Massaging your pet cat can make it more relaxed, make it feel more loved, or simply calm it down after a stressful situation. If done correctly, the massage will be much more enjoyable for the pet than the usual petting, and this technique is ideal whenever the cat needs a cuddle or a deeper connection with you. Come on?
Part 1 of 6: Preparing for the massage
Step 1. Massage the cat to relieve stress
Just as we humans like a relaxing massage, cats can also enjoy this moment. A well-done massage relieves anxiety, reduces tension and relaxes muscles after a hard day, and strengthens the bonds between you and your pet.
Massage can also help an elderly or sick cat sleep more peacefully
Step 2. Use light movements when massaging the cat
Remember how your pet loves to be petted. He probably prefers light, gentle touches all over his body. Therefore, when massaging it, bet on very light movements, avoiding those that can squeeze or bother the pussy.
- If you think your pet needs a deeper massage, take it to a veterinarian.
- You can massage it with one or two hands, depending on the cat and body part in question.
Step 3. Limit the massage session to ten minutes
Cats don't need hours of massage, and the process can be brief indeed. Set aside ten minutes of your day to give your pet extra attention.
There is no exact time limit on the duration of a cat's massage, and the duration varies according to the pet's needs. In general, however, avoid massaging it more than twice a day
Step 4. Leave to massage the cat when he is in a good mood
A moody, anxious, or tense animal may not be in for a lot of touching. Let the cat come close to you and ask for a caress to massage it.
- Never massage a cat that is in pain, has open sores, or has circulation problems. Also, do not massage an infected skin or a tumor.
Step 5. Relax too
Cats "absorb" our stress, and your pet won't be able to relax if you're anxious. It is important, therefore, that you are calm before massaging the kitten so that it will pick up some of your positive energies.
- Massaging your cat can also be quite relaxing for you, especially after a rough day.
- If you're not calm, chances are the cat won't want a cuddle. Can believe.
Step 6. Find a comfortable spot
Your goal should always be to make your cat more relaxed. So choose a space in which he likes to be, such as the sofa, the floor or even a table. It all depends on the pet.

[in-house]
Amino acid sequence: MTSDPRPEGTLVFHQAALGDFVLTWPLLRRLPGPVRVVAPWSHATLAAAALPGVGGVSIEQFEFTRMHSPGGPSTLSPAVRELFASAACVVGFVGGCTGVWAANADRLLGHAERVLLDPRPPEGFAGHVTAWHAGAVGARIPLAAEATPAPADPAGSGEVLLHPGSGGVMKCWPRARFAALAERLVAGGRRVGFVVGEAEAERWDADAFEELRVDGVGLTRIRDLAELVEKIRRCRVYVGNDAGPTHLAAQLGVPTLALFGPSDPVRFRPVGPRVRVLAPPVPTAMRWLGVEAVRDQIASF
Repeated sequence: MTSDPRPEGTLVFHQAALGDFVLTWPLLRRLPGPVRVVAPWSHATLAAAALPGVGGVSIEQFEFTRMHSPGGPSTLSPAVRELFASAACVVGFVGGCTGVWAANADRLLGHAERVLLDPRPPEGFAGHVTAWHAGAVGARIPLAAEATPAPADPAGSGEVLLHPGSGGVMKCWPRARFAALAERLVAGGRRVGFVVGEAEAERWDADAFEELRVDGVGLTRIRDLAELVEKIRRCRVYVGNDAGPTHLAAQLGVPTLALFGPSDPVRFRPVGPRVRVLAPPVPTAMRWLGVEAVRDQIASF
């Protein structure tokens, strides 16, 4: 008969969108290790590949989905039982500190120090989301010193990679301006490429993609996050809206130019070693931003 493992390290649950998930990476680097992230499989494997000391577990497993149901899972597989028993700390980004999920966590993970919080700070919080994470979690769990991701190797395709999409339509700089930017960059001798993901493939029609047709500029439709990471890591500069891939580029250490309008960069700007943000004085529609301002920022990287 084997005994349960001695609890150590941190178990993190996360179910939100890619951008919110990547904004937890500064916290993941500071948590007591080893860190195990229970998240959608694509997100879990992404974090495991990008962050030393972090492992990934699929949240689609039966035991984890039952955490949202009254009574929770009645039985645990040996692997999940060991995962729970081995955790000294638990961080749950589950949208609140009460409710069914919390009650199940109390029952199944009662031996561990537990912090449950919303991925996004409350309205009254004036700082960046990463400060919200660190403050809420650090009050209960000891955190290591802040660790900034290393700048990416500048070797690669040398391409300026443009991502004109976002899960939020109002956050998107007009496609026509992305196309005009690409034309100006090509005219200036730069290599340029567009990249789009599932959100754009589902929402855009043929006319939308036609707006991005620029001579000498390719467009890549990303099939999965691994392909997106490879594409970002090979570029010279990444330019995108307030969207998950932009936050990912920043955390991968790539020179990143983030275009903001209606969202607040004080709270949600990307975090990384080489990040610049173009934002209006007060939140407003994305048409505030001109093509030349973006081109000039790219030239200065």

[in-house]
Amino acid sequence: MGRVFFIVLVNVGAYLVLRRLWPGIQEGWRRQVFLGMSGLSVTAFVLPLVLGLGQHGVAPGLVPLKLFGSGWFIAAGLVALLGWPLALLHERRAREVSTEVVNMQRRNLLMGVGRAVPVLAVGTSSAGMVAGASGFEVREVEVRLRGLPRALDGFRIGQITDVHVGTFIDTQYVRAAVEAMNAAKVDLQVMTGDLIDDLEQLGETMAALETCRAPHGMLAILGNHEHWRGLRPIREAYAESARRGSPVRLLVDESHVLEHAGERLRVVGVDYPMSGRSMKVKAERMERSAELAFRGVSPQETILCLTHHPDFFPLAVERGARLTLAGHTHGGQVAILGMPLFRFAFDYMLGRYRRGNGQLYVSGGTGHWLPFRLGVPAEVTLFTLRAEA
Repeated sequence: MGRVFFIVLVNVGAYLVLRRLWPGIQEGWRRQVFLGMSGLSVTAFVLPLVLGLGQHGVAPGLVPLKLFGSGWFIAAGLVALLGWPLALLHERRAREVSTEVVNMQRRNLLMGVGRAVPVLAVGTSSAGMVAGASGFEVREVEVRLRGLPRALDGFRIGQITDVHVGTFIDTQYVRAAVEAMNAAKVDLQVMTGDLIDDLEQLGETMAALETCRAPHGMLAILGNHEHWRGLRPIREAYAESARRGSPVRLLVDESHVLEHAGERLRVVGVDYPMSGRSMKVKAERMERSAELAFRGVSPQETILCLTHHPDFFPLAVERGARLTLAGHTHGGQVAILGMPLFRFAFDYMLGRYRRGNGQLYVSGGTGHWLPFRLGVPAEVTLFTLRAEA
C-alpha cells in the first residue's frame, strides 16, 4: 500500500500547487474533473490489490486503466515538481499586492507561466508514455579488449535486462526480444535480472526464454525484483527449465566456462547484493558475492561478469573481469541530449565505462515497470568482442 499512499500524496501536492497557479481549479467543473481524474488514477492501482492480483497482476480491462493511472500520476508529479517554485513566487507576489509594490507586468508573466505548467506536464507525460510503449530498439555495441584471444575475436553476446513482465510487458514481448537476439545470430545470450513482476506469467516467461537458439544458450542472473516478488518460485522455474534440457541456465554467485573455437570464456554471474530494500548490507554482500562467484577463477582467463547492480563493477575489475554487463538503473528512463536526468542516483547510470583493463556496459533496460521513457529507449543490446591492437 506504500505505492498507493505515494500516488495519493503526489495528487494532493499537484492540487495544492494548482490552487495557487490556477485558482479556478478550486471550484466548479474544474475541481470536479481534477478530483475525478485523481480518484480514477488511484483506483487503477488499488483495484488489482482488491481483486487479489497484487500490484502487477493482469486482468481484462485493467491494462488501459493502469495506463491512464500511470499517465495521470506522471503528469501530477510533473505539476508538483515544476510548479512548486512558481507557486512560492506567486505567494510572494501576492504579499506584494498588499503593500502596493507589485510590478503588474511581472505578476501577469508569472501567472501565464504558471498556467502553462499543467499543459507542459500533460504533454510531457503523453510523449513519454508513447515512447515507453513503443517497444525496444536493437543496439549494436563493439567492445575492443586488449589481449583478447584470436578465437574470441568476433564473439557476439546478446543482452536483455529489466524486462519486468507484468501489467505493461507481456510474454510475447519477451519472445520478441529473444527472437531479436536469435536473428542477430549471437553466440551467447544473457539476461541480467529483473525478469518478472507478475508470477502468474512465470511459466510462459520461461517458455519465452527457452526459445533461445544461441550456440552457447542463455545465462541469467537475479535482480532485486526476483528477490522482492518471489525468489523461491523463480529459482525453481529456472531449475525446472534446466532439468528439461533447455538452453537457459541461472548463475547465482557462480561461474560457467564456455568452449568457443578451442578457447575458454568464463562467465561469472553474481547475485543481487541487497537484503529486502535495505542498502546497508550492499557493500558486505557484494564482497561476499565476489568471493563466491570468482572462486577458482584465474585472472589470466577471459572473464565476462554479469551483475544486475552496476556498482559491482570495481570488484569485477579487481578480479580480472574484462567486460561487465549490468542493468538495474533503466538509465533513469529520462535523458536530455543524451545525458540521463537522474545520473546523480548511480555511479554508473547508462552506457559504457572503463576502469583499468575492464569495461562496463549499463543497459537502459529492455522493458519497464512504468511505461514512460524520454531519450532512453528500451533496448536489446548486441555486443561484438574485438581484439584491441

- Choose a space without too much noise from children, other animals or even the TV. Thus, the pussy will remain calm and relaxed.
- Try to control the temperature too. Avoid very hot or very cold environments.
Part 2 of 6: Making the Cat Comfortable
Step 1. Wait for the cat to be doing nothing
It may sound funny, but remember that the animal has a life of its own. If he's eating, cleaning himself, or using the litter box, leave the massage for later.
Leave to massage after two hours after the cat has fed. It is important to allow him to digest smoothly
Step 2. Assess whether the pussy is comfortable in your presence
Come a little closer and see if he stays calm. If you prefer, wait for him to come to you so you don't have to take him out of his comfort zone. Let him be willing to relax with you and come close, lying down or purring.
If your cat doesn't get close to you or doesn't look like she wants to be touched, chances are she just doesn't want a massage right now
Step 3. Talk to the cat or sing to calm him down
The idea is to soothe the pussy and prepare it for the massage using a calm, calm voice.
You know your cat better than anyone else, so do what works best to calm her down
Part 3 of 6: Getting Started with Massage
Step 1. Start slowly and in the part the cat likes to be petted the most
You probably already know where to start, as each cat is unique: some prefer a chin, some behind their ears, some on their back. Starting in a location he already likes will make him more amenable to the massage.